The following are reviews of every Pink Floyd studio album from 1967-1983. There are no greatest hits, compilations, solo, live recordings, or post-Waters albums reviewed:
The Piper at the Gates of Dawn (1967)
Floyd’s unheralded, and underrated, debut album. Recorded at the same time as The Beatles Sgt. Peppers (and in the same studio-Abbey Road), it’s hard not to notice a few similarities between the two. Rumor has it that Lennon and McCartney used to sneak into the Floyd mixing sessions to hear what they were up to. This is Pink Floyd as a psychedelic-pop band, not the artsy, self-indulgent “acid rockers” that they later became known as. Whereas The Beatles were well into their careers by this point and first starting to experiment with drugs and the wonders of the recording studio, Floyd was still a young, undeveloped pop act that was writing tripped out songs about gnomes, strange cats, and galaxies. Lyrically and musically, this album belongs to Syd Barrett. The underground London hippie scene was in full effect at this point, and this album reflects those times. Listening to it now, parts are dated and somewhat corny. But if you put yourself in the mind frame of 1967 and compare this album to other “psychedelic” albums of the time, you could sense that Floyd wasn’t just some drop in the pan band that was going to disappear. They were just beginning.
Highlights: Astronomy Domine, Interstellar Overdrive, Bike, Lucifer Sam
Could Do Without: The Gnome, Take Up Thy Stethoscope and Walk
A Saucerful of Secrets (1968)
By this point, Floyd was still a struggling band on the circuit and Syd Barrett’s drug abuse and mental state were taking their toll. Syd was relieved of his duties during the recording and replaced by David Gilmour. This is the only Floyd album that technically contained a 5-member lineup, with Barrett and Gilmour splitting the guitar parts. The tensions within the band at this time are apparent on the album. Waters was starting to take over the writing from Barrett, but was still far off from his future works. This album sounds like Floyd at a crossroads trying to define themselves. It was also the beginning of the change in sound for the band. With the absence of Barrett’s LSD laced lyrics and song structures, longer, more atmospheric numbers started appearing. This is NOT a pop album.
Highlights: Set the Controls For the Heart of the Sun, A Saucerful of Secrets, Let There Be Light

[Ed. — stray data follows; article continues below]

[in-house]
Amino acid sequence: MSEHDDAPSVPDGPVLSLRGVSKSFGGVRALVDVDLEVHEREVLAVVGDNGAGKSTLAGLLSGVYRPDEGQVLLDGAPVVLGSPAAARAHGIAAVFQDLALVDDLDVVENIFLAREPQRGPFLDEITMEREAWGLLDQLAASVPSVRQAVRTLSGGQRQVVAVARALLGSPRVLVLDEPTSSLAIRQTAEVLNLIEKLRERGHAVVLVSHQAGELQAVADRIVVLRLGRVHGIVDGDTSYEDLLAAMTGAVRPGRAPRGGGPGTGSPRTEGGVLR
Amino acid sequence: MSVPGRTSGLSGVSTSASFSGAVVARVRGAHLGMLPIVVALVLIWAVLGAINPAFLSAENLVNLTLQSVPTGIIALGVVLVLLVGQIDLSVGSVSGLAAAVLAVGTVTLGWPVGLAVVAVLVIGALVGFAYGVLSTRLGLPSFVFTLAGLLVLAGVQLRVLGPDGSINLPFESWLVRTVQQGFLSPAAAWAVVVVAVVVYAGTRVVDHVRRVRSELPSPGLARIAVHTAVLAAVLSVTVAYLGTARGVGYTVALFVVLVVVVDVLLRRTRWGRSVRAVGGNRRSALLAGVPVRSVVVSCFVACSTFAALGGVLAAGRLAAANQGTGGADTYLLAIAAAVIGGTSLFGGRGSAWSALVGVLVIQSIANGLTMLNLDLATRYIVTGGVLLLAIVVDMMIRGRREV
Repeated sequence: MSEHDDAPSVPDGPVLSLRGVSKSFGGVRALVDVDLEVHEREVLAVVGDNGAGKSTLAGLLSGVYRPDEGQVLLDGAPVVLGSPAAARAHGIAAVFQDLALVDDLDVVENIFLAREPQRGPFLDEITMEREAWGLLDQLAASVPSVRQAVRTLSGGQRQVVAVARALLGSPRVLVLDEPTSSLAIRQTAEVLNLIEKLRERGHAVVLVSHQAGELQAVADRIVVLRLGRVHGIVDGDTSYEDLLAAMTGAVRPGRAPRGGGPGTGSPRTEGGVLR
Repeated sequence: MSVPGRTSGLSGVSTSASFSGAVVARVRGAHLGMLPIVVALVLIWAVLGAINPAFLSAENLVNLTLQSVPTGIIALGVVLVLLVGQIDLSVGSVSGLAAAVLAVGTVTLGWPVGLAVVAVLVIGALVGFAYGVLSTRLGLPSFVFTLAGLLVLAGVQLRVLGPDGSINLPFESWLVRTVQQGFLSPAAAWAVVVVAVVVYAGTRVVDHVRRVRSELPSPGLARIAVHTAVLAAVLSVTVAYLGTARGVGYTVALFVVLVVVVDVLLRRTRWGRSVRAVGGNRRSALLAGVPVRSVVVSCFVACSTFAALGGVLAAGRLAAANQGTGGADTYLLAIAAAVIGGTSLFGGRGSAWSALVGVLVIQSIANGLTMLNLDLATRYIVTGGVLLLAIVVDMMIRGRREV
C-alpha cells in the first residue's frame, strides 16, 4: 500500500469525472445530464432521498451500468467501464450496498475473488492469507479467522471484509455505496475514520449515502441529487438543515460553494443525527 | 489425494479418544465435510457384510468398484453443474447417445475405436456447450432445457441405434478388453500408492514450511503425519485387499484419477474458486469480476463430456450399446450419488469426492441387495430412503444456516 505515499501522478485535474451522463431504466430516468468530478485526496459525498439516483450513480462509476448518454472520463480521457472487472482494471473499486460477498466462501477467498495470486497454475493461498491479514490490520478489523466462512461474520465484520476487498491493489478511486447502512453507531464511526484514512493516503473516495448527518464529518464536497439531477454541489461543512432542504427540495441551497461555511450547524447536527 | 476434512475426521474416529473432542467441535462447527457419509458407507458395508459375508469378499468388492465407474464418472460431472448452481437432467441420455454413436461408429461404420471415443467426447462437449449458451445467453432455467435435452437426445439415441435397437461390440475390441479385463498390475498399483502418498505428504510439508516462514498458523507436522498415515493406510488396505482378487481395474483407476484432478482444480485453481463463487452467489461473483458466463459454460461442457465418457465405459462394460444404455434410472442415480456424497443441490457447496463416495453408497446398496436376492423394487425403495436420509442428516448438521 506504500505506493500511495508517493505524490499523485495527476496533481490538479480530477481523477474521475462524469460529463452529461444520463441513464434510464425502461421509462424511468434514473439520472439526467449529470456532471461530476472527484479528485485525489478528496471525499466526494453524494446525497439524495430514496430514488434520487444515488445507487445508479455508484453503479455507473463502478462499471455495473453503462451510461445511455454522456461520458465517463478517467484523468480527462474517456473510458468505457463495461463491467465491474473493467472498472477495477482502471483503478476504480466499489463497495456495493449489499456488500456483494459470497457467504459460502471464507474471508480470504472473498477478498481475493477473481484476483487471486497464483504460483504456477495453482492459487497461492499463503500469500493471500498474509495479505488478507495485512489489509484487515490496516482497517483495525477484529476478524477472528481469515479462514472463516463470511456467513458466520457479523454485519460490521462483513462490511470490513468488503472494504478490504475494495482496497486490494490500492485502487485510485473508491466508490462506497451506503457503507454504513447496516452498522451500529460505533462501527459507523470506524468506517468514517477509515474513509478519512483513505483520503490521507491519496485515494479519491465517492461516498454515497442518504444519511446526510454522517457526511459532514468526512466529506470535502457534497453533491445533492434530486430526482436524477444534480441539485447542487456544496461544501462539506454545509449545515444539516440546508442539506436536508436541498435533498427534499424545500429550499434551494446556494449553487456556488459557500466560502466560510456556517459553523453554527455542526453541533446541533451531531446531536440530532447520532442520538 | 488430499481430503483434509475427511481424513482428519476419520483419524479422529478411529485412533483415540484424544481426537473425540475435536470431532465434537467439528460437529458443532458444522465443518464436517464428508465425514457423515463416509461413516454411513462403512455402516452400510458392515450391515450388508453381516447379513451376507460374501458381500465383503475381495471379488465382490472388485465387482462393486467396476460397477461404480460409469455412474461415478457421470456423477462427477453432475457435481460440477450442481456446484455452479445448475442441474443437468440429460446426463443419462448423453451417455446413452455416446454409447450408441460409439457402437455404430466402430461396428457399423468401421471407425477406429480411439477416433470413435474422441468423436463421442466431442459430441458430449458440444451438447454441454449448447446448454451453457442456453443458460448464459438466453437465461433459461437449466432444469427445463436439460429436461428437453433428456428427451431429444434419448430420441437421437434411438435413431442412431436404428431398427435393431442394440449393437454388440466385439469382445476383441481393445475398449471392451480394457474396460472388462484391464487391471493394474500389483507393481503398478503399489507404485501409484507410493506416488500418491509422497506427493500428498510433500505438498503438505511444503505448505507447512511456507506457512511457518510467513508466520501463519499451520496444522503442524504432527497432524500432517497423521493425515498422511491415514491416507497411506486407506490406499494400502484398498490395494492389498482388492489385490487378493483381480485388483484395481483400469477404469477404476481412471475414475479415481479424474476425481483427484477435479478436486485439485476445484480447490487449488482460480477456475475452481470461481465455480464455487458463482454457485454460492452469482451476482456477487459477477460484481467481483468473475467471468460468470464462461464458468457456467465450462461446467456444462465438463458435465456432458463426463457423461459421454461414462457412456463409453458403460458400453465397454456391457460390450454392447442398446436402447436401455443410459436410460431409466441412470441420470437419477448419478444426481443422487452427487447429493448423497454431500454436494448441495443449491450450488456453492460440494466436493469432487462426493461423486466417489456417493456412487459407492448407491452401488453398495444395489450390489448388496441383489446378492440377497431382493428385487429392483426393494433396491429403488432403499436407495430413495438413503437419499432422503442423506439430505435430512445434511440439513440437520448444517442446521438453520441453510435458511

Could Do Without: Jugband Blues, Remember a Day, See Saw
Floyd’s first double-album, with one record being four live tracks and the other containing “solo” pieces by each member. The live disc has interesting versions of “Astronomy Domine” and “Careful With That Axe, Eugene.” But the recording seems to lack an overall intensity or sense of meaning. As for the solo sections, it doesn’t get any more self-indulgent than this. I’m not sure how many people can make it through any of these recordings without being on at least three hits of acid or married to a member of the band. The tracks are long, sometimes pointless, extremely psychedelic, and progressive. What’s really amazing is that a record company would allow a band of Floyd’s caliber, in 1969, to release such an experimental record. The band seemed to still be struggling to find its sound at this point without a lead songwriter or charismatic leader like Barrett.
Highlights: Cover artwork, Several Species, Careful With That Axe, The Narrow Way
Could Do Without: Nick Mason’s section, Rick Wrights self-indulgent piano
Atom Hear Mother (1970)
Perhaps this is the album that started the Prog-Rock movement and reinstated the notion that Floyd was nothing more than a “drug band” (ironically, the band members themselves claim to have never really been into taking drugs). No longer did they care about writing pop songs or anything shorter than 10 minutes. This was the beginning of things to come. Probably Floyd’s most experimental album to this point. The title track is over 23 minutes long and broken up into movements like a symphony. Each being weirder than its predecessor. This is almost Ummagumma Pt. 2. Waters, Wright, and Gilmour seemed to be each trying to gain momentum as lead songwriter and take the band onto one unified path. Floyd was starting to become a band with no direction, no leader, no songwriters, but lots and lots of creativity and ambience. Their studio experimentations were starting to take over the song writing process, and the band seemed more concerned with sounding “weird” than actually sounding good.
Highlights: If, Atom Heart Mother Suite